In any growing business, one way to increase your market potential is by expanding to other countries; specifically, to those where you see little or no competition or which are crying out for the solutions your business is offering.

Here are a few issues that companies should understand before expanding internationally.

Creating Localized Websites

Danny Wong is the co-founder of Blank Label Group and runs the e-commerce startups Blank Label, Thread Tradition and RE:custom.

Businesses forget that being local is crucial, both in the U.S. and abroad, because consumers like to know they are not purchasing from a far-removed beast, but are instead interacting with a locally adapted business. Clearly, if you're a German looking at a .com website and a .de website, you'll think of those two differently, and if you're an American looking at a .de website and a .com website, the likelihood is you'll exit out of the .de page without hesitation because you don't understand German.

Other than making sure that your business is localized for the domain extensions and language, you want to make sure that you are buying new servers locally too because websites running on servers based abroad are likely to run much slower than locally based ones.

In China, browsing US websites is vastly different from browsing Chinese websites. Even browsing Amazon.com in China is a bit of a pain when one can search Amazon.cn at lightning speed.

Cultural Differences In Purchasing Behaviors

Getting local press is quite difficult without the proper local angles (local manufacturing, partnerships, personal ties, etc.), and some outlets won't even write about you unless you have a local office with local employees.

For example, because the Chinese enjoy purchasing expensive items as a display of wealth, they consider more expensive items to be of higher value. This is counter-intuitive to American culture, right?

Americans love high markups, only to be complimented with low markdowns, and, most of the time, there's an inverse relationship between the price of a product and how many units are sold (the higher the price, the fewer units sold and the lower the price, the more units sold). For luxury items in China, however, there's a direct correlation between the price and units sold (higher prices lead to more sales, and exponentially more profit).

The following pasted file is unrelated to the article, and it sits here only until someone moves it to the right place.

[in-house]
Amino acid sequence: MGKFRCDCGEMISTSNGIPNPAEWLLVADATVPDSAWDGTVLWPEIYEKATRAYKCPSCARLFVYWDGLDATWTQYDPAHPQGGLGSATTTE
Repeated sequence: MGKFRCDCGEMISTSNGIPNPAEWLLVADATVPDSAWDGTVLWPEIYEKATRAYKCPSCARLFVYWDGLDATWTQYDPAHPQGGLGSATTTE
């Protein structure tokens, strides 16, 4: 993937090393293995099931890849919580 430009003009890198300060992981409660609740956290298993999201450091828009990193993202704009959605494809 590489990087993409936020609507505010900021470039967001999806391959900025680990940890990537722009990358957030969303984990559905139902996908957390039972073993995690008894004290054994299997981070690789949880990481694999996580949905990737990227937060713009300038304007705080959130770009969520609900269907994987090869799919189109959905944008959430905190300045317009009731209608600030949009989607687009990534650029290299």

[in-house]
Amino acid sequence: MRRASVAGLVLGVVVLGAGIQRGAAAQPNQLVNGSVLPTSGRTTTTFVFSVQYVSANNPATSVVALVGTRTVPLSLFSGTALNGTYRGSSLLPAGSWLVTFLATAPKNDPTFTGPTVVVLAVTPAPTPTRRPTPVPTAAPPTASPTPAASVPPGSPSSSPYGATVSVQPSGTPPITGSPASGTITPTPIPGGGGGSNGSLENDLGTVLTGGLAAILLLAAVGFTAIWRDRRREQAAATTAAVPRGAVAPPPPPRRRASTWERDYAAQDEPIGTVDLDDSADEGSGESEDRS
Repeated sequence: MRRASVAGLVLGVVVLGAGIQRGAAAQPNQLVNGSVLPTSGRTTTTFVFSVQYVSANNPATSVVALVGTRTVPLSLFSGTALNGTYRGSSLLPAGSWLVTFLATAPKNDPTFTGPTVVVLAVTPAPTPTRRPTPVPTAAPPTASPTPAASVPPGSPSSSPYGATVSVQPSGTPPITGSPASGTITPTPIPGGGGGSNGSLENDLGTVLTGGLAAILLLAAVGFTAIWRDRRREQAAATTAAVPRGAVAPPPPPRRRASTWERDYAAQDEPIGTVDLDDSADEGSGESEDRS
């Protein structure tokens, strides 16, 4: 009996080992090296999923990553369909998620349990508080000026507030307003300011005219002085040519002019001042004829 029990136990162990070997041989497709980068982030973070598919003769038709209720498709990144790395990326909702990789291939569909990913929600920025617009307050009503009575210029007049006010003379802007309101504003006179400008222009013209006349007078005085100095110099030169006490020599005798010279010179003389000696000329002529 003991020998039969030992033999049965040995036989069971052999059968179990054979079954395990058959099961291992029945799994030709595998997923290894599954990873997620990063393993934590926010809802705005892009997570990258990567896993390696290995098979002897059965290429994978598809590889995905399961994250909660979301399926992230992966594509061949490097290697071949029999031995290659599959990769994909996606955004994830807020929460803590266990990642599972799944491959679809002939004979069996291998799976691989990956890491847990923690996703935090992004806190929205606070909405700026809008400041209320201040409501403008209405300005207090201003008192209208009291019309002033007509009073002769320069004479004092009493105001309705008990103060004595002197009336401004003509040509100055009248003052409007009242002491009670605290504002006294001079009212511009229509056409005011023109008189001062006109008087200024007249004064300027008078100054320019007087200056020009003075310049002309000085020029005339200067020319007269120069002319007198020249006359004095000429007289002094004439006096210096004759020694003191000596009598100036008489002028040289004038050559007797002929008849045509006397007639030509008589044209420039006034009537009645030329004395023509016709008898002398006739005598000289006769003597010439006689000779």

Marketing Obstacles

Now you are entering a new market where the opportunities are endless, but how can you capture the audience that's dying to have your product? Knowing the right places to advertise online is hard because you're not quite the average consumer, who is surfing the web using local search engines, entertainment sites and shopping sites.

As a Western business entering the Chinese market, you might not realize that the dominant search engine isn't the friendly Google you know and love. It's Baidu. Google pulled out of China and any Google searches done in China are done through Google Hong Kong. Also, getting local press is quite difficult without the proper local angles (local manufacturing, partnerships, personal ties, etc.), and some outlets won't even write about you unless you have a local office with local employees.

International Logistics and Manufacturing

Shipping internationally can be a royal headache, and might not always be an ideal business decision. While you can lower your costs producing product in other countries, you may fail to understand local customs in doing business. Work with suppliers who have limited liabilities to you and who may provide a less-than-satisfactory product and country-based tariffs may cause your costs to skyrocket.

Have you faced similar experiences or challenges? Any other interesting issues that might come about in international expansion for startups?

Photo by LittleMan